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Missouri Historical Society asks St. Louisans to help collect artifacts from Black areas

Black haircare product pioneer Annie Malone (10th from right) celebrated a wedding with a group of friends in front of Poro College, 1927. Malone, a self-made millionaire, started the cosmetology school in 1918 to teach about Black hair care. The school was located off Saint Ferdinand and North Newstead Avenue in the Ville neighborhood.
Missouri Historical Society
Black hair care product pioneer Annie Malone, 10th from right, celebrates a wedding with a group of friends in front of Poro College in 1927. Malone, a self-made millionaire, started the cosmetology school in 1918 to teach about Black hair care. It was located in the Greater Ville neighborhood.

The Missouri Historical Society is collecting items from the Greater Ville neighborhood in north St. Louis and the former Mill Creek Valley community to help preserve Black St. Louis history.

Through the African American History Initiative, historians want to gather documents, artifacts, photographs, vintage apparel, heirlooms and memorabilia from people who once lived in the Black neighborhoods. They also are collecting artifacts from defunct businesses that were cornerstones of the community. Historians plan to use the items in upcoming exhibits.

The society’s historians want to tell a complete story of historic Black neighborhoods in St. Louis by highlighting their vibrant culture and prosperous communities and by documenting how the neighborhoods fell victims to neglect and blight, said Rochelle Caruthers, director of the African American History initiative.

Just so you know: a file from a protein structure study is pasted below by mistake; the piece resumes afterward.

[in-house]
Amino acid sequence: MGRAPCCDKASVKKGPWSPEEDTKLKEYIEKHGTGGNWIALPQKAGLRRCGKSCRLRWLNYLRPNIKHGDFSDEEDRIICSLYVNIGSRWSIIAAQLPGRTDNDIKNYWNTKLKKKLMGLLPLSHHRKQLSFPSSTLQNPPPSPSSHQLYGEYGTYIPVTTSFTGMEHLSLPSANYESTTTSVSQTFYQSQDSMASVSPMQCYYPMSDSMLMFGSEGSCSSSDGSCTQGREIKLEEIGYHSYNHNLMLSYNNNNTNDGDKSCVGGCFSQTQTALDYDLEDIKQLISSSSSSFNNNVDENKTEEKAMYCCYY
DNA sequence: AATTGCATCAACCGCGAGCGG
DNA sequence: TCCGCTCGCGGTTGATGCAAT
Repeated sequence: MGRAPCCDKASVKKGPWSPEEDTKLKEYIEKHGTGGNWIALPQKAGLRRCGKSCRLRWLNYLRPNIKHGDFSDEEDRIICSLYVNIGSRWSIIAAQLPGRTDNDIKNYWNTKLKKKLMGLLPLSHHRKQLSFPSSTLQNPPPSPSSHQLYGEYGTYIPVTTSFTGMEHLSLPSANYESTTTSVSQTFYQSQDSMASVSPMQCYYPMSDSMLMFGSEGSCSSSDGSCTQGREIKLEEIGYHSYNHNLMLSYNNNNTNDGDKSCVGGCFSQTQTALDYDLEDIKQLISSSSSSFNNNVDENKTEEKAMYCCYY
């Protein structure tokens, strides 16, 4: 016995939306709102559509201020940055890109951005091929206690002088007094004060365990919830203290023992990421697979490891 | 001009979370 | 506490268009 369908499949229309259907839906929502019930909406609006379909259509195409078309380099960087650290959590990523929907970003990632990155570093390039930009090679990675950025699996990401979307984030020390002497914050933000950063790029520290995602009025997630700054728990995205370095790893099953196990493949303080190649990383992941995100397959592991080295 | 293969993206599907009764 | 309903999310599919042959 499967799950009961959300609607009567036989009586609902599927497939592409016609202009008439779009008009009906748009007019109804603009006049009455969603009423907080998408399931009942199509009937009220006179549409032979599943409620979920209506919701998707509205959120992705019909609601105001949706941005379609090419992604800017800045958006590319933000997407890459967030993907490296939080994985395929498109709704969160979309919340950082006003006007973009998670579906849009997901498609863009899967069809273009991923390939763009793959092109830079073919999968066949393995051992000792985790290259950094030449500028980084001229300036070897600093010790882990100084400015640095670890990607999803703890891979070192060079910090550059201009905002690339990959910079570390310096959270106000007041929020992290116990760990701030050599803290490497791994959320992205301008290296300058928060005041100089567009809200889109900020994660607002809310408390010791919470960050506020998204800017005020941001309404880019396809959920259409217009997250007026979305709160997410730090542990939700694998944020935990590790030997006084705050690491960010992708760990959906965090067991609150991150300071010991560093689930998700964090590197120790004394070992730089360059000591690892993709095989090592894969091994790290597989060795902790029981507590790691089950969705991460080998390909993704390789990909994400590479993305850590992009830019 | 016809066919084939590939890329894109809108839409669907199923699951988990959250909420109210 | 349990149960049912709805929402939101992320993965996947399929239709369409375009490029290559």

“If we don't tell our history and be protectors of our history, it will literally be erased,” Caruthers said.

The Mill Creek Valley exhibit is slated to open in 2025, and the Greater Ville neighborhood exhibit will be showcased in 2027. Historians are collecting old household and business items from the neighborhoods to begin researching pieces, conserving objects and documents and curating the exhibit. Community members can donate or loan items to the society for exhibition use.

About 20,000 Black residents called Mill Creek Valley home until 1959, after the city wiped out the area as part of an urban renewal campaign. The neighborhood bordered parts of downtown St. Louis and the midtown area. Many displaced families moved to the Greater Ville area, other north St. Louis neighborhoods and parts of St. Louis County.

Black St. Louisans remember the Greater Ville neighborhood for its energetic entertainment sector and bustling Black business corridor during the early to mid-1900s. Many notable Black entertainers, entrepreneurs and educators once lived in the area. The neighborhood's luster began to slowly wear off after Congress in 1968 passed the Fair Housing Act, which made housing discrimination illegal. Many Black residents moved farther north and into the county.

Since much of the Greater Ville is now vacant and longtime residents of the Mill Creek Valley neighborhood have moved, Caruthers said collecting historical pieces for the exhibits has been a daunting task.

“I'm pretty much looking for any and everything that people have on Mill Creek Valley,” she said. “It could be a giant sign that was on a building that somebody might have in their basement or garage … it could be something as simple as a letter that somebody wrote to somebody that lived in Mill Creek.”

Donors are asked to label items with names, dates and any information about the artifacts that would help the viewers contextualize what Black life was like during that period.

It is crucial that local institutions highlight Black history to expose the broader community to the experiences of Black St. Louis, said Cicely Hunter, a historian at the Missouri Historical Society.

“Things that we might not think are important because we use them in our daily life, those are the types of items that speak to the day-to-day experiences … and those are important stories that we continue to want to make sure that live on beyond the generation that existed in that community,” Hunter said.

Andrea covers race, identity & culture at St. Louis Public Radio.